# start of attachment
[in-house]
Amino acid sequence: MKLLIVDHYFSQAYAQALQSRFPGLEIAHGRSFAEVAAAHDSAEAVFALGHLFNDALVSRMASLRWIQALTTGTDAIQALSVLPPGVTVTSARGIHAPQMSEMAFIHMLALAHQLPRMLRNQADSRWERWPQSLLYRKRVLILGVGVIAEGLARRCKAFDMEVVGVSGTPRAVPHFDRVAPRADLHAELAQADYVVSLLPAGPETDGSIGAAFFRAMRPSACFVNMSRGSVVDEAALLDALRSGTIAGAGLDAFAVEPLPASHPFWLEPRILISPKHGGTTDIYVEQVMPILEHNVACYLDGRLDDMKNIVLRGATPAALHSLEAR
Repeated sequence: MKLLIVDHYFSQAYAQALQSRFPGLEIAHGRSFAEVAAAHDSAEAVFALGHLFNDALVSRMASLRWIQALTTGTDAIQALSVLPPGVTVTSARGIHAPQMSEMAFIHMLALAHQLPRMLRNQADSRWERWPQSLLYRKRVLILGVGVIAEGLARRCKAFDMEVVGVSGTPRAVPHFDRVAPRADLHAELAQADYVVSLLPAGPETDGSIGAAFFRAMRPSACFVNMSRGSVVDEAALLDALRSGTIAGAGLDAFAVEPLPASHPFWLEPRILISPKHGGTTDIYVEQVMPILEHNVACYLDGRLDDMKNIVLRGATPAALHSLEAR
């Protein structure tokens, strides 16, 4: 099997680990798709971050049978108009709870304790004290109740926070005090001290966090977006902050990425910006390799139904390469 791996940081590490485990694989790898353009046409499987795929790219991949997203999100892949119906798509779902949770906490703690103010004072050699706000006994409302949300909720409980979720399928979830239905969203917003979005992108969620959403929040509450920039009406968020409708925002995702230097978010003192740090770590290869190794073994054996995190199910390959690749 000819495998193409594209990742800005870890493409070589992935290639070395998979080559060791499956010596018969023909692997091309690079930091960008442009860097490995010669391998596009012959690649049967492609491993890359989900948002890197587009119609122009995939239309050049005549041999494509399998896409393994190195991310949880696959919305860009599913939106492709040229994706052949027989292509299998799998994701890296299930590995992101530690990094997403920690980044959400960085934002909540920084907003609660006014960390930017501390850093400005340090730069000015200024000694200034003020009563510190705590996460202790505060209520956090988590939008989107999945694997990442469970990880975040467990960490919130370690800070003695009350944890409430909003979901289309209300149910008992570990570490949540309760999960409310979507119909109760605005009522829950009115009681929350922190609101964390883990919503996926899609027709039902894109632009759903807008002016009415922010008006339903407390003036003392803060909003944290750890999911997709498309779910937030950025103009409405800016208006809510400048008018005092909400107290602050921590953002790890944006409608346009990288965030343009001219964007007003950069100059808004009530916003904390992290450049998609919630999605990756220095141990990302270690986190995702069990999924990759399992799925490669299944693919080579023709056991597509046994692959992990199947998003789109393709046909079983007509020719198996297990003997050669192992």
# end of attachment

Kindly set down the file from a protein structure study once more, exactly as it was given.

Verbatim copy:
[in-house]
Amino acid sequence: MKLLIVDHYFSQAYAQALQSRFPGLEIAHGRSFAEVAAAHDSAEAVFALGHLFNDALVSRMASLRWIQALTTGTDAIQALSVLPPGVTVTSARGIHAPQMSEMAFIHMLALAHQLPRMLRNQADSRWERWPQSLLYRKRVLILGVGVIAEGLARRCKAFDMEVVGVSGTPRAVPHFDRVAPRADLHAELAQADYVVSLLPAGPETDGSIGAAFFRAMRPSACFVNMSRGSVVDEAALLDALRSGTIAGAGLDAFAVEPLPASHPFWLEPRILISPKHGGTTDIYVEQVMPILEHNVACYLDGRLDDMKNIVLRGATPAALHSLEAR
Repeated sequence: MKLLIVDHYFSQAYAQALQSRFPGLEIAHGRSFAEVAAAHDSAEAVFALGHLFNDALVSRMASLRWIQALTTGTDAIQALSVLPPGVTVTSARGIHAPQMSEMAFIHMLALAHQLPRMLRNQADSRWERWPQSLLYRKRVLILGVGVIAEGLARRCKAFDMEVVGVSGTPRAVPHFDRVAPRADLHAELAQADYVVSLLPAGPETDGSIGAAFFRAMRPSACFVNMSRGSVVDEAALLDALRSGTIAGAGLDAFAVEPLPASHPFWLEPRILISPKHGGTTDIYVEQVMPILEHNVACYLDGRLDDMKNIVLRGATPAALHSLEAR
């Protein structure tokens, strides 16, 4: 099997680990798709971050049978108009709870304790004290109740926070005090001290966090977006902050990425910006390799139904390469 791996940081590490485990694989790898353009046409499987795929790219991949997203999100892949119906798509779902949770906490703690103010004072050699706000006994409302949300909720409980979720399928979830239905969203917003979005992108969620959403929040509450920039009406968020409708925002995702230097978010003192740090770590290869190794073994054996995190199910390959690749 000819495998193409594209990742800005870890493409070589992935290639070395998979080559060791499956010596018969023909692997091309690079930091960008442009860097490995010669391998596009012959690649049967492609491993890359989900948002890197587009119609122009995939239309050049005549041999494509399998896409393994190195991310949880696959919305860009599913939106492709040229994706052949027989292509299998799998994701890296299930590995992101530690990094997403920690980044959400960085934002909540920084907003609660006014960390930017501390850093400005340090730069000015200024000694200034003020009563510190705590996460202790505060209520956090988590939008989107999945694997990442469970990880975040467990960490919130370690800070003695009350944890409430909003979901289309209300149910008992570990570490949540309760999960409310979507119909109760605005009522829950009115009681929350922190609101964390883990919503996926899609027709039902894109632009759903807008002016009415922010008006339903407390003036003392803060909003944290750890999911997709498309779910937030950025103009409405800016208006809510400048008018005092909400107290602050921590953002790890944006409608346009990288965030343009001219964007007003950069100059808004009530916003904390992290450049998609919630999605990756220095141990990302270690986190995702069990999924990759399992799925490669299944693919080579023709056991597509046994692959992990199947998003789109393709046909079983007509020719198996297990003997050669192992």